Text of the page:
Beyond branding – how workplace design can express a firm’s culture

ODD-05-highres-sRGBWhen it comes to the incorporation of branding and identity into a workplace, there is a simple option, which is to produce a design that faithfully incorporates the firm’s logos, colours and straplines in the interior. There’s nothing wrong with this, except for the fact that it is literally superficial and so may miss the opportunity to create an office design that scratches beneath the surface to reveal what lies beneath. When you get past the layers of branding and identity, you uncover something that we call culture. This can take things to a whole new level because the challenge becomes how to create an office design that communicates and fosters both the identity and the culture of the organisation. The benefits to the organisation can be enormous, not least because this approach bridges a number of disciplines such as human resources and office design and so drives a number of strategic objectives.

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Social technology has the power to make the workplace more humane

Coloured-Social-Media-Icons-RoundSocial technology can, and should, make the workplace more humane. That’s because it has the potential and ability to shift the power dynamic from the few to the many. It gives more people a voice: one that they’re not afraid to use. You’ve only got to look at the uprisings, and the overthrowing of governments, in Egypt and Tunisia, to see the power of greater connectivity enabled by platforms such as Facebook. What was dubbed the Arab Spring was change on a grand scale. But, as Seth Godin points out in his book Tribes, it’s “tribes, not money, not factories,” that will change the world. The consequences of this are not lost on the people and cultural practices within organisations. The functions of how we recruit, how we learn, and how we communicate are all under pressure to bring greater humanity into the approach.

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Government urges employers to recruit untapped disabled talent

Employers urged to recruit untapped disabled talent The number of disabled people in employment has experienced a growth equivalent to around 650 people every day, according to new figures from the Department for Work and Pensions (DWP). They’ve been published to mark the first two years of Disability Confident; launched in 2013 to work with employers to remove barriers, increase understanding and ensure that disabled people have the opportunities to fulfill their potential in the workplace. The campaign has been backed by 376 firms so far and seen the number of disabled people in work increase by 238,000. With research this week from the Centre for Economic and Business Research and Averline, revealing that small employers still had 520,000 vacancies that they were unable to fill because of a lack of relevant skills; Minister for Disabled People, Justin Tomlinson, challenged businesses to consider the boost untapped disabled talent could bring to their workforce.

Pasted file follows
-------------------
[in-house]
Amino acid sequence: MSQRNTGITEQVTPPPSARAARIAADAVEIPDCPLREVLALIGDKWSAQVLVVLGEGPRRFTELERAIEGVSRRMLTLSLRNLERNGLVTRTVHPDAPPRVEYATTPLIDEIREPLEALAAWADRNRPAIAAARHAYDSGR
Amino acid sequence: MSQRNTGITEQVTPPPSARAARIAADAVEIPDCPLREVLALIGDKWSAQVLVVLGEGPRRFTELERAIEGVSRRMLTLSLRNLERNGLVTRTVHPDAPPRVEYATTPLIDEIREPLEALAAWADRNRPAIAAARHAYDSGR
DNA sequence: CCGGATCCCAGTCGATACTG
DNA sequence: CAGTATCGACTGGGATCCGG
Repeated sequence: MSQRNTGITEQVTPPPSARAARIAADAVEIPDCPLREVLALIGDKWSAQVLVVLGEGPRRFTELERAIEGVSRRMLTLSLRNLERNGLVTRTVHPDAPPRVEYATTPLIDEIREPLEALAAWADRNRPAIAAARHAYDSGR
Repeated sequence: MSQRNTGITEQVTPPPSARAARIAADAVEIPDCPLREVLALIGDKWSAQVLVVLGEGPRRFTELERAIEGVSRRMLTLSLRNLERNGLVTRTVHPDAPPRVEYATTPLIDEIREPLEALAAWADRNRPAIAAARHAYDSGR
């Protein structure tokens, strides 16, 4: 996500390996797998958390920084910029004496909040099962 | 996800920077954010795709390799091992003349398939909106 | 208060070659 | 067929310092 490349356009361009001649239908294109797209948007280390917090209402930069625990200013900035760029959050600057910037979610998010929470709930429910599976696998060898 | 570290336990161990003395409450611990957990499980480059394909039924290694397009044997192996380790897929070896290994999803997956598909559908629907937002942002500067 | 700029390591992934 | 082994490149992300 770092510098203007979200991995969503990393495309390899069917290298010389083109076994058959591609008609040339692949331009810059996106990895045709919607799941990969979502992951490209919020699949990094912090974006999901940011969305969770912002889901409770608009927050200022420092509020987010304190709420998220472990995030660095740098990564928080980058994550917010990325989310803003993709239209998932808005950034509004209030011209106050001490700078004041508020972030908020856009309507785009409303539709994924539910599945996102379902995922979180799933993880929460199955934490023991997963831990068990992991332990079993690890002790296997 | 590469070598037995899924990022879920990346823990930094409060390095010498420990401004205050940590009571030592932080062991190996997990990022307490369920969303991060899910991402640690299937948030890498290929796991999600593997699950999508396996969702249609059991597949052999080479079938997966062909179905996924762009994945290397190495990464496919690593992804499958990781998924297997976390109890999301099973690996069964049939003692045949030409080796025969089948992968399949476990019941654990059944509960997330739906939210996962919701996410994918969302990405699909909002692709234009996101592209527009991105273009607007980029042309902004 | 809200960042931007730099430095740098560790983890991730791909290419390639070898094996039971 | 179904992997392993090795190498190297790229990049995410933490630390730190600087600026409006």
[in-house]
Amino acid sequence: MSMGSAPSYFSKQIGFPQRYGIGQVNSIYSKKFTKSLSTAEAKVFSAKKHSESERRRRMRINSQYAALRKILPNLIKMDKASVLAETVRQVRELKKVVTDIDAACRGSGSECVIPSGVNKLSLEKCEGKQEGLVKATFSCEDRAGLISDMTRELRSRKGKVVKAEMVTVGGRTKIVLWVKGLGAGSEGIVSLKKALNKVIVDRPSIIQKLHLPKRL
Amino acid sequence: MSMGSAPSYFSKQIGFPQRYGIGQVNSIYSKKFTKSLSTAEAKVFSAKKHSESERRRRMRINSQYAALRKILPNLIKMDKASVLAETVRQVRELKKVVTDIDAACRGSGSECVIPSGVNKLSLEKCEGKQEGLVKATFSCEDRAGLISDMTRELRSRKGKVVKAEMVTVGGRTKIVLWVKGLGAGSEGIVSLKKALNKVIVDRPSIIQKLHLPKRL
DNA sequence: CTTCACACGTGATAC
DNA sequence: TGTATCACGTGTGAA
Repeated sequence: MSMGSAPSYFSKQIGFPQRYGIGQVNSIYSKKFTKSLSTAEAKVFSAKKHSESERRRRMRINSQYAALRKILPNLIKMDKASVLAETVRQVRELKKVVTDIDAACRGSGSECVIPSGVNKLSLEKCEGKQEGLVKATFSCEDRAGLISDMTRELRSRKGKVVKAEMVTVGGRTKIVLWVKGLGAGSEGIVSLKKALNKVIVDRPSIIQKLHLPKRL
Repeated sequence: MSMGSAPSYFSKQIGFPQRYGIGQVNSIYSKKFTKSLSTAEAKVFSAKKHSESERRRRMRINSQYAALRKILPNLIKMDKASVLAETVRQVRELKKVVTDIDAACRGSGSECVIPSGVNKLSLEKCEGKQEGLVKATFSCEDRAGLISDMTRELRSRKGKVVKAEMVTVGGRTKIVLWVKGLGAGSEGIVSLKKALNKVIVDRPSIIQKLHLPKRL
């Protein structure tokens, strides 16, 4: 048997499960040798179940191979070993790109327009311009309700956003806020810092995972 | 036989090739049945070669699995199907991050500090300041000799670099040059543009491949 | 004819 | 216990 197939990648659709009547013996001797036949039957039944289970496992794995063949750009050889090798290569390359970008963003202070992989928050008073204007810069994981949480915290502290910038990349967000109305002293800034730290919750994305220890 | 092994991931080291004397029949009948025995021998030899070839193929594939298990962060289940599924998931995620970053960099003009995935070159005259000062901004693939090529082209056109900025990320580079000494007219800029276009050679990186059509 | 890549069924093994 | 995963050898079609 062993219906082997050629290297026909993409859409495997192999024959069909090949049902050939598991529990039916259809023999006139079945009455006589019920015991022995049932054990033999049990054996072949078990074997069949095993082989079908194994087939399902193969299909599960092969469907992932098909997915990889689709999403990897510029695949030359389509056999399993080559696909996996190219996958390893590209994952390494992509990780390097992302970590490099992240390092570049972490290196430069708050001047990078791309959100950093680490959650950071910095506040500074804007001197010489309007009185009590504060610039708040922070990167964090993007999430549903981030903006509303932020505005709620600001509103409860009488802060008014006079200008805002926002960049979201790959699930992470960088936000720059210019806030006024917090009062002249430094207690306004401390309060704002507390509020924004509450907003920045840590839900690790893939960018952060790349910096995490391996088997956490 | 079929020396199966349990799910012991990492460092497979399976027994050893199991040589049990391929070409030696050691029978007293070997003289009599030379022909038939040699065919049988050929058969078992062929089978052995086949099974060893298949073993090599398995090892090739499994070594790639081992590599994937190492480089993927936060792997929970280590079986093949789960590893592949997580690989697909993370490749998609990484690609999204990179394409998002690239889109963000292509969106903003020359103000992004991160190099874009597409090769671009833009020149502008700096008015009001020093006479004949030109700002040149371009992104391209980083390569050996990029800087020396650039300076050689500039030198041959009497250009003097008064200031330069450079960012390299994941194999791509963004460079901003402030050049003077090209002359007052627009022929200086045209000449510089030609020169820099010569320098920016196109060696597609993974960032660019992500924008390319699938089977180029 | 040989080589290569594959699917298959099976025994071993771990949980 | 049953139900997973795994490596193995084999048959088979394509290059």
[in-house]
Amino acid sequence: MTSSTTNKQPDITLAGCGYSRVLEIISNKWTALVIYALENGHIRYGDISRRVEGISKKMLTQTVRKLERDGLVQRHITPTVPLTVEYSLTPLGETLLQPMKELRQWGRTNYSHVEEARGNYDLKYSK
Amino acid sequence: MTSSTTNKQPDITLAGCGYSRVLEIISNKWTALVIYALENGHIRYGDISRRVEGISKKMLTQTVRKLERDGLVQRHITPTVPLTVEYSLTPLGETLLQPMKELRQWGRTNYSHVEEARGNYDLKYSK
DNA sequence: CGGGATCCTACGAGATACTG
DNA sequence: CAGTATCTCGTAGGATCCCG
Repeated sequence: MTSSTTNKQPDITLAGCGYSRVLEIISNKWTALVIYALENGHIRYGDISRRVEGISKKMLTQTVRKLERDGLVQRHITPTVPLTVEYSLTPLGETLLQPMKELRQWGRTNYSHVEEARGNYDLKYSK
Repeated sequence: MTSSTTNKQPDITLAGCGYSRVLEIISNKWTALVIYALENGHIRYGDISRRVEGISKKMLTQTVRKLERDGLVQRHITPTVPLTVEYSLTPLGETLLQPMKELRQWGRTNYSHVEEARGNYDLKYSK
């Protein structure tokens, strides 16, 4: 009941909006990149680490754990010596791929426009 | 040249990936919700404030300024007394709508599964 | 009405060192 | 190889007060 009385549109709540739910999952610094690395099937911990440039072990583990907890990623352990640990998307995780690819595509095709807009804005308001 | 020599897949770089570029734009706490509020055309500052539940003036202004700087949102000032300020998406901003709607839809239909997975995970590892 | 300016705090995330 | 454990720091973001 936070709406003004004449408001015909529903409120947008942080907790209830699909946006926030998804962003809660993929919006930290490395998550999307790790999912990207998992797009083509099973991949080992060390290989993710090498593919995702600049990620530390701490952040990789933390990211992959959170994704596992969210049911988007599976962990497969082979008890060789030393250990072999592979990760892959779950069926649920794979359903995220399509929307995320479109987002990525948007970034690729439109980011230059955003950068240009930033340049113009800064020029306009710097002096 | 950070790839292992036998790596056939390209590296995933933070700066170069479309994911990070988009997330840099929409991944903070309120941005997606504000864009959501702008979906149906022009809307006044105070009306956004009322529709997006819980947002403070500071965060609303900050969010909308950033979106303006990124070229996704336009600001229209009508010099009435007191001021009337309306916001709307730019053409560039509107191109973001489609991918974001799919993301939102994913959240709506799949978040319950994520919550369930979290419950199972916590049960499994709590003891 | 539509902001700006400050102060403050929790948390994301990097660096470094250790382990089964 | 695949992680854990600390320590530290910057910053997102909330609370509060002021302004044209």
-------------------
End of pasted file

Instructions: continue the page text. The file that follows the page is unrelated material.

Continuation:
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Millennial ‘job hopping’ is the new normal according to US research

Millennial 'job hopping'Following a recent survey claiming that Millennials comprise more than one-in-three US workers, comes new evidence on the impact this could have on recruitment and retention. Over 1,000 US full-time Millennials who were questioned on their careers by RecruitiFi confirmed that ‘job hopping’ had become the norm. During the course of their careers, 53 percent have held three or more jobs. And while many have plans to stay in their current jobs for 3-5 years (33 percent), many respondents plan to leave after 1-2 years (20 percent). 34 percent acknowledged falling levels of employee morale in the office and 22 percent explained that their clients/customers have taken notice. While 83 percent of millennials acknowledge that job hopping on their CV could be negatively perceived by employers, 86 percent say that it would not prevent them from pursuing their professional or personal passions.

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Fifth of new mothers claim to experience workplace discrimination

Fifth of new mothers experience workplace discriminationOne in five new mothers experienced harassment or negative comments from their colleagues, employer or manager when pregnant or returning from maternity leave, a new report by the Equality and Human Rights Commission claims. It also found disturbing evidence that around 54,000 new mothers may be forced out of their jobs in Britain each year. The findings are based on a survey of over 3,200 women, in which 11 percent of the women interviewed reported having been dismissed, made compulsorily redundant where others in their workplace were not, or treated so poorly they felt they had to leave their jobs. If replicated across the population as a whole, this could mean as many as 54,000 women losing their jobs each year. Despite this perception, the majority of employers claimed they were firm supporters of female staff during and after their pregnancies and find it easy to comply with the law.